Mumbai-based Blue Tribe Foods, just about six months old, already has a couple of plant-based meat products in the market, with more on the way. With restaurants and chefs showing interest, India’s sustainable foods market looks all set for rapid growth.
With concerns around environmental impact growing as climate change threatens our very way of life, there has been a noticeable shift towards more sustainable practices when it comes to food production. Several prevalent methods, especially in the meat industry, account for a large portion of the planet’s green house gas emissions. Consequently, there has been a concerted effort to replace traditional meat with lab-grown and plant-derived alternatives. While this trend has been sweeping the West for a few years now, in India, we’re just about catching up. Blue Tribe Foods is a Mumbai-based start-up that has ventured into this field with a couple of products already available in the market.
We caught up with Sohil Wazir, Chief Commercial Officer, Blue Tribe Foods, to talk about how their plant-derived mock meat is poised to usher in a sustainable, healthy and nutritious alternative to traditional meat.
Blue Tribe Foods was founded by Sandeep Singh and Nikki Arora Singh towards the end of 2020. The products are made from peas and soybeans, with the help of a process called low-moisture protein extrusion. “The idea is to recreate the texture, bite and flavour of meat, even in how it cooks. This process extracts the protein from the plant products and gives it the texture of meat. It’s basically reverse engineering, where we figure which product has what kind of texture, and then replicate those characteristics using different plant proteins. For instance, our chicken kheema is made from soybean protein, while the chicken nuggets are made from a mix of pea and soybean protein. It all depends on the kind of texture we want to end up with. But that’s obviously not the entirety of the characteristics of meat. We also add vegetable fat and other flavourings to recreate the exact smell, taste and texture of meat. The chicken nuggets, for example, are ready to cook with onion and garlic flavourings added to the mix already, whereas the kheema replicates raw chicken, and has been formulated accordingly,” says Sohil.
The testing and R&D is done at Blue Tribe Foods’ own lab, headed by Dr Navneet Deora, the Chief Technology Officer, while the production is done by OSI Group’s Vista Foods, contract manufacturers who are allied with big chains such as McDonald’s, Burger King and ITC. “We formulate the recipe and source the ingredients, while the production is handled by the contract manufacturer. We don’t source the crop from the farmer directly yet, what we get is the texturised vegetable protein, which is the format we need for our products. This is sourced from several companies, all of whom naturally have non-GMO certificates and other sustainability certificates in place.”
Within just about six months of operations, Blue Tribe Foods already has chicken nuggets and chicken kheema available in the market. Next up, there are several other products in the pipeline including chicken sausages, mutton kheema, mutton kebabs, chicken burger patties and boneless chicken chunks.
There are a few challenges to be surmounted though, not just for Blue Tribe Foods but the entire plant-based meat sector.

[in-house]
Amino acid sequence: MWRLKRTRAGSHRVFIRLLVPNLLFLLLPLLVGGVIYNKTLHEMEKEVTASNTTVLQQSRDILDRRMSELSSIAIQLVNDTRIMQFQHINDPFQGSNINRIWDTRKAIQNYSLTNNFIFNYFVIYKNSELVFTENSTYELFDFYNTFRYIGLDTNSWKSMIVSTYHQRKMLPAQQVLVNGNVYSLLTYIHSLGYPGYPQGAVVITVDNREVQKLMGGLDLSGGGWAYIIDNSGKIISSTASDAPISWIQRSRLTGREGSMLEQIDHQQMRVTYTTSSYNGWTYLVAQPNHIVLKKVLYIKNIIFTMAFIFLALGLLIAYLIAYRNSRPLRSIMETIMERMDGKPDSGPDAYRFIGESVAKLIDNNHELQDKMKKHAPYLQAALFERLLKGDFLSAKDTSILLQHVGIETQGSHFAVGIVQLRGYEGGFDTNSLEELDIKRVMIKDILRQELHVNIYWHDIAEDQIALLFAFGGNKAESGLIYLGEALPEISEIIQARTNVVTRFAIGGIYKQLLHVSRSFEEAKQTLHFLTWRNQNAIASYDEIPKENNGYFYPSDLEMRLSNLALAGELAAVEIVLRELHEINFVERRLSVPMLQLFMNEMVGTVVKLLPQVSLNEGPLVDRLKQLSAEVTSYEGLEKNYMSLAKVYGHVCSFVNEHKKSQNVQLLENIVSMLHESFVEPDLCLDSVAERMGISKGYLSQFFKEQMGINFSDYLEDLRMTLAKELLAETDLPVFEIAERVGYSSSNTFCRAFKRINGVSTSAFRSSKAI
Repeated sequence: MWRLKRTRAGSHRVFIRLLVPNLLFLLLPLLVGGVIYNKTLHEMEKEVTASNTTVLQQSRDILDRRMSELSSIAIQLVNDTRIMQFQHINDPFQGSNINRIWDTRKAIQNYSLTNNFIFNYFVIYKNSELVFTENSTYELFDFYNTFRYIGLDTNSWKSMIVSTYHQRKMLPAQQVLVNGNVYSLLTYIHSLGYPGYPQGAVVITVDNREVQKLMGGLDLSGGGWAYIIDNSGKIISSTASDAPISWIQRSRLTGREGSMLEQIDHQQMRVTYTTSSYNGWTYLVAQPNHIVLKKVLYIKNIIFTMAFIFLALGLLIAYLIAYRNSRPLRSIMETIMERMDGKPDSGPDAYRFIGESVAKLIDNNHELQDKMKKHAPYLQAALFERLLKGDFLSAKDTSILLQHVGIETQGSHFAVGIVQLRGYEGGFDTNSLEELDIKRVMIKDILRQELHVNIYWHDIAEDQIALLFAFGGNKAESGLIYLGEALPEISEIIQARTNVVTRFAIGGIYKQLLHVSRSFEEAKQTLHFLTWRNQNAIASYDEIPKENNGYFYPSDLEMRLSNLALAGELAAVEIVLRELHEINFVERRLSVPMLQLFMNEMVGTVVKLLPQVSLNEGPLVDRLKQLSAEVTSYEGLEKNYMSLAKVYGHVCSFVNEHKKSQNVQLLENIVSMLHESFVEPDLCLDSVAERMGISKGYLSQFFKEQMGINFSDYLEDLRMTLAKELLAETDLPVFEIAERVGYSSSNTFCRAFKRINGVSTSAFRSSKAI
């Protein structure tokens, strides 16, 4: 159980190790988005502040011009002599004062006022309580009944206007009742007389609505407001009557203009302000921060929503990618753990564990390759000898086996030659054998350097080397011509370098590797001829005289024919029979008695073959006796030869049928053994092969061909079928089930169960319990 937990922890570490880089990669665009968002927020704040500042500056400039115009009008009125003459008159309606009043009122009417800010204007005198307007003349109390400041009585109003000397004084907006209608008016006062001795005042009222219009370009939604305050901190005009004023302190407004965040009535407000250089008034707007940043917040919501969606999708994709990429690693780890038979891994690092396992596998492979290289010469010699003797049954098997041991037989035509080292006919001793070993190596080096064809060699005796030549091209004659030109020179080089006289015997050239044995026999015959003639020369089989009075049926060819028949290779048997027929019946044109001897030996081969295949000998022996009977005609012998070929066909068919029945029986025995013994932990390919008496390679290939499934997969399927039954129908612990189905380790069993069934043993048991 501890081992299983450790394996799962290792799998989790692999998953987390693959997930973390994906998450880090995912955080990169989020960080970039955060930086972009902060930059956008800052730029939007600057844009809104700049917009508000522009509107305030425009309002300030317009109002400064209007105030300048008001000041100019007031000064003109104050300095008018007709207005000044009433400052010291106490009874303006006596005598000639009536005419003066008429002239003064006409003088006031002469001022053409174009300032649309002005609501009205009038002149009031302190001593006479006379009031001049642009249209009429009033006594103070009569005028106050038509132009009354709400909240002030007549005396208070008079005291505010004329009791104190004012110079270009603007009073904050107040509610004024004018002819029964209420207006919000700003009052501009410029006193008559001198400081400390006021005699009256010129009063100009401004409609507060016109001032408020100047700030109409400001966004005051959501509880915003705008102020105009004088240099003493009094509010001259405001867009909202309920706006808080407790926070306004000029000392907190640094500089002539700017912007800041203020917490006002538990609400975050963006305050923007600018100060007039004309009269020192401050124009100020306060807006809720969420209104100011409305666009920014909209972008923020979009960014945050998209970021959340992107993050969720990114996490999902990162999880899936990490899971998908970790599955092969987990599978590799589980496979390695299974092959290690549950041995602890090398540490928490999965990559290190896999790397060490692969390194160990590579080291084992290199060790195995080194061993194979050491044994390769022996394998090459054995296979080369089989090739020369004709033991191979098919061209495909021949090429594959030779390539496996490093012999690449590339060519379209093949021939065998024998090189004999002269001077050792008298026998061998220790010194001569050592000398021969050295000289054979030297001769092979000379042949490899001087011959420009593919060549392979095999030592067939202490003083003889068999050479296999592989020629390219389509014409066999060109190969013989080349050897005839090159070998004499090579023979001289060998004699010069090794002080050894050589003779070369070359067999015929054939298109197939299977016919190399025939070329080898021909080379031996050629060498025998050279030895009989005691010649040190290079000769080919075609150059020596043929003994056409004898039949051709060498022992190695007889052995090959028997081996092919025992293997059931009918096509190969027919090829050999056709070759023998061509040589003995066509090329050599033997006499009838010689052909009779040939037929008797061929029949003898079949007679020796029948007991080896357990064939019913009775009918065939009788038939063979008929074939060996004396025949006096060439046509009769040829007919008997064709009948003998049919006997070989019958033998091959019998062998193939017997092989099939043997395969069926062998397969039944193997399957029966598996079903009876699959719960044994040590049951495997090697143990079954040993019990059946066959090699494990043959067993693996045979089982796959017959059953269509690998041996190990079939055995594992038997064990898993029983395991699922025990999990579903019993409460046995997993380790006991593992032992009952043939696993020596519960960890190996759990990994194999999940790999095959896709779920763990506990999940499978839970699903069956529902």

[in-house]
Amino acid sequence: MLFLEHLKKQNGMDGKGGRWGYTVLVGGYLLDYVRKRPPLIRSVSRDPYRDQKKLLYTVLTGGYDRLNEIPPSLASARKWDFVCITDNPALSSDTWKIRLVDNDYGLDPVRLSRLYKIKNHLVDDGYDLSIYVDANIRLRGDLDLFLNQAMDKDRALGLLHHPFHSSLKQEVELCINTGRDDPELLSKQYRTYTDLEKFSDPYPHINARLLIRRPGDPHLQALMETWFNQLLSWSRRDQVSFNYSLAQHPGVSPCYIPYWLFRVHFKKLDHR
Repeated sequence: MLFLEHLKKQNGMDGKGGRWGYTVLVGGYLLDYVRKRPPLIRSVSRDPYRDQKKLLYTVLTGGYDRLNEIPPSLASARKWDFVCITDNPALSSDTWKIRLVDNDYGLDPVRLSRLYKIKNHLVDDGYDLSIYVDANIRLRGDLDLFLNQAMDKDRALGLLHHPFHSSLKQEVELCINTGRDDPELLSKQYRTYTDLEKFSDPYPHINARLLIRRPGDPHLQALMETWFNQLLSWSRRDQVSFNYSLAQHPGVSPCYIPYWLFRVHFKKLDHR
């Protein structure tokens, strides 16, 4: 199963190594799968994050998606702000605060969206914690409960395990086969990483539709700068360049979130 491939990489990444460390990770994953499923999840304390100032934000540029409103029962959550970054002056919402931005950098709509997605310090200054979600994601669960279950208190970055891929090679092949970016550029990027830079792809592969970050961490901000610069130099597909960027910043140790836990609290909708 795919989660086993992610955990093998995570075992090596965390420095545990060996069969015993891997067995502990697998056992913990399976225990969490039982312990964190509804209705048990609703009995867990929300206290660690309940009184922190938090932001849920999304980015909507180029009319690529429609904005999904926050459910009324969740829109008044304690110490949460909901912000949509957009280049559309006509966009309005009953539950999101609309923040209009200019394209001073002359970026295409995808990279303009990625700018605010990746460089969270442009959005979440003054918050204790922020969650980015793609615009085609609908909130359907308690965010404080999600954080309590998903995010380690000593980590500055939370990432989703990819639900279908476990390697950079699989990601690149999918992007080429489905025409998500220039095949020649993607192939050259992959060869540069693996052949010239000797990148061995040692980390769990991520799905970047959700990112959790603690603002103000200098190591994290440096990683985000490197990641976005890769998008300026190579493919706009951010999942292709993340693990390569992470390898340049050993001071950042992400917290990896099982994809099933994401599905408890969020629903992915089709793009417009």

One major hurdle is finding packaging that can both withstand temperatures that are frozen foods are usually exposed to and at the same time, not have a negative impact on the environment. While a suitable solution hasn’t been found yet, the search continues.
Another major challenge, as with any business, is policy. The biggest problem that the plant-based meat sector is facing is of categorisation. Sohil explains, “Plant-based meat is not a defined category yet. This makes several issues especially related to taxation rather complex. Every player in the segment is conducting business depending on their interpretation of what category plant-based meat falls into. What we need is a well-defined system with the same rules applicable as to any other food industry categories.”
And naturally, for a new innovation such as plant-based meat, it’s crucial for the audience to understand and accept the product. The best way to spread awareness and educate the market, especially in this case, is through on-ground tastings and samplings. But with the pandemic playing spoilsport, these sorts of initiatives will have to wait for the moment. Thankfully, among the biggest drivers of opinion in the F&B industry, restaurants and chefs, have shown interest in Blue Tribe’s products, including the reputed Chef Thomas Zacharias. Hopefully, with support coming in from trusted quarters, acceptance across the market would be swift.
Going ahead, Blue Tribe Foods wants to establish an entire range of plant-based meat products that will allow meat eaters to switch to this sustainable lifestyle. “We want to offer meat eaters an opportunity to substitute or reduce their meat intake with our products. And while taste is the crucial factor here, we also add all the necessary micronutrients that are present in meat. So, the idea is to have plant-based meat that tastes like the real thing and at the same time, provides the consumer with all the necessary nutrition.”
Blue Tribe Foods is currently present in nine cities – Mumbai, Pune, Delhi, Ahmedabad, Kolkata, Hyderabad, Bengaluru, Kochi and Chennai, where customers can directly order on Blue Tribe Foods’ website. It’s also tied up with several national chains such as Nature’s Basket and Foodhall, among others, while talks are on with Amazon and Big Basket.
It’s a long road ahead to change our food habits and consequently, reduce the impact on the environment. Plant-based meat has quickly emerged as one of the champions of sustainable food practices and although still in its nascent stages, it definitely is a significant step in the right direction.